The UK Jurisdiction Taskforce (“UKJT“) recently published a consultation paper on the status of cryptoassets, DLT, and smart contracts under English private law.

The UKJT is one of the six taskforces of the LawTech Delivery Panel created by the Law Society of England and Wales. The LawTech Delivery Panel was set up in October 2018 and is formed of a team of industry experts and leading figures from government and the judiciary, aimed at helping the UK legal sector grow and fulfil its potential.

The certainty of laws is a key criteria for doing business in any country. The UKJT believes that the English common law system is flexible and well placed to adapt to fast changing technologies.  However, the UKJT recognises that there is currently some uncertainty as to how DLT technologies are positioned under the English legal system.  In particular, could the development of smart contracts redefine the principles used to establish whether a contract has been formed under English law?

In addition, the rise of cryptoassets is causing lawyers to re-evaluate how they look at property. After all, at their core, cryptoassets are simply a string of code accessible only to those who hold the private key. Traditionally, English law recognises physical items (choses in possession) and legal rights (choses in action) as property. Establishing whether cryptoassets are capable of falling under either of these categories (or some other category of property) is considered fundamental to the application of English private law to transactions involving them.

The UKJT believes that “smart contracts will only finally take off when market participants and investors have confidence in them” and that “mainstream investors still need to be convinced that their legal rights can be protected when they trade in cryptoassets and enter into smart contracts.”  The taskforce considers that the key reason for the lack of confidence is the legal uncertainty. For that reason, the UKJT has launched this public consultation to identify the key legal questions that need to be answered.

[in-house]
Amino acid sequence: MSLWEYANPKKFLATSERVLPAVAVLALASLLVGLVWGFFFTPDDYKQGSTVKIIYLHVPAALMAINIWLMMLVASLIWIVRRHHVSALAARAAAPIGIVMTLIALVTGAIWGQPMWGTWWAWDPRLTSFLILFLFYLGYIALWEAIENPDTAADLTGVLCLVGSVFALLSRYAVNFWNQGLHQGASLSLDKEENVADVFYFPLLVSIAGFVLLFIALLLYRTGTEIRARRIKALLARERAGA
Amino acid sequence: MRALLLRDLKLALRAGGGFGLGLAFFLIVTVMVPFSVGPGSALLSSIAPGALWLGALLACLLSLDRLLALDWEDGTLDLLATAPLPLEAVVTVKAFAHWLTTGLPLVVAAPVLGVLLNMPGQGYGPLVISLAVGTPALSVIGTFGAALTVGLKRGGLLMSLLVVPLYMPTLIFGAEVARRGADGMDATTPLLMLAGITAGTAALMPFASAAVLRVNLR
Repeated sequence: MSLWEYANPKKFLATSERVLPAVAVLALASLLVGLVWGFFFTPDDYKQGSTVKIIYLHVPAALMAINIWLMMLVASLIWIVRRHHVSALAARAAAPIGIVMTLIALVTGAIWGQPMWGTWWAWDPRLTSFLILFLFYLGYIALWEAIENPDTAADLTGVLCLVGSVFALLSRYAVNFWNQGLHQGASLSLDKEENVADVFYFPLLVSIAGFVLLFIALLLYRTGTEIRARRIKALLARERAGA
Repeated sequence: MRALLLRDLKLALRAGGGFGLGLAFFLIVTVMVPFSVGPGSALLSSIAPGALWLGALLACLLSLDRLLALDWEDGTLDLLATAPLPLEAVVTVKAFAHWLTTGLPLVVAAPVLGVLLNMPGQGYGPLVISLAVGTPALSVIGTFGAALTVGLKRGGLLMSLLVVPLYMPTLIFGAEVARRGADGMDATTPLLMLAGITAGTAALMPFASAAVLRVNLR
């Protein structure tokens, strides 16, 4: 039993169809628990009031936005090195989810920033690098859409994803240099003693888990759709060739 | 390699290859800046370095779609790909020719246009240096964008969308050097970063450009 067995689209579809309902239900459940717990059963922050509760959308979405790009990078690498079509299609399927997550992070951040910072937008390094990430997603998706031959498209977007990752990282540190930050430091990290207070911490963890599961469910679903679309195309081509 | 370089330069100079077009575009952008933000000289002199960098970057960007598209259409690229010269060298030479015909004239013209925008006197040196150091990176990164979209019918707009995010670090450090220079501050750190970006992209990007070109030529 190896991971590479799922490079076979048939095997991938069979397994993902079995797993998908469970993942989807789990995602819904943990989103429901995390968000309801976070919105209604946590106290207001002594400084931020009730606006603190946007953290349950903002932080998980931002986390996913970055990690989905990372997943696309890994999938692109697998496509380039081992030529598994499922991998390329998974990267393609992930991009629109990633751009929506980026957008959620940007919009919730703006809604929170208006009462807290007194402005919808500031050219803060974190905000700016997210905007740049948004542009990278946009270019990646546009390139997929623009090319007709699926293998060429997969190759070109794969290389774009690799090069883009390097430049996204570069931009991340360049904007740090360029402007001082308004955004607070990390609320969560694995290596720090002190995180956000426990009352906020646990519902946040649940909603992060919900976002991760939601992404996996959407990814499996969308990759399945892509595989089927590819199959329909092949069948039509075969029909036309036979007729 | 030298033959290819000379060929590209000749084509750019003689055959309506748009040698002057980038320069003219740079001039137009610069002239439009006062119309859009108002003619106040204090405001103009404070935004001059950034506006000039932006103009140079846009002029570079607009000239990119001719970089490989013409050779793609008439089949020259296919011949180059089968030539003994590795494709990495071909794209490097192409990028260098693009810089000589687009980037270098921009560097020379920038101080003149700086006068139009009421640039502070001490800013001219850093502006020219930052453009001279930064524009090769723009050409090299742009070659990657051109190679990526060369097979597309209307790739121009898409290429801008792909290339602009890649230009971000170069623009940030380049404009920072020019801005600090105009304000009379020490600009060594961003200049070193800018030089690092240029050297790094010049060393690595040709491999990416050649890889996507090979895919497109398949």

In the consultation paper, the UKJT calls for clarification on the legal status of cryptoassets and how title to these are transferred as well considering the enforceability of smart contracts more generally. The aim of the UKJT in this consultation is to prepare “an authoritative legal statement on the position of cryptoassets and smart contracts under English private law. The intention is that the statement will either demonstrate that English private law already provides sufficiently certain foundations in relation to the relevant issues, or will highlight particular areas of uncertainty that may be ripe for further clarificatory steps to be taken.” The consultation is split into four annexes: Annex 1 contains the questions to be addressed in the legal statement; Annex 2 contains an overview and key features of DLT; Annex 3 discusses the meaning of “cryptoasset”; and Annex 4 outlines the key elements of smart contracts.

The consultation will remain open for responses until 21 June 2019, and it is intended that the legal statement will be published in late summer 2019.

Written responses to the consultation questions should be provided by:

  1. completing the form set out at the following link:; or
  2. by email to

Dan Relton is an Associate in the London office of Baker McKenzie.


Gabriella Steuer is a Trainee Solicitor in the London office of Baker McKenzie.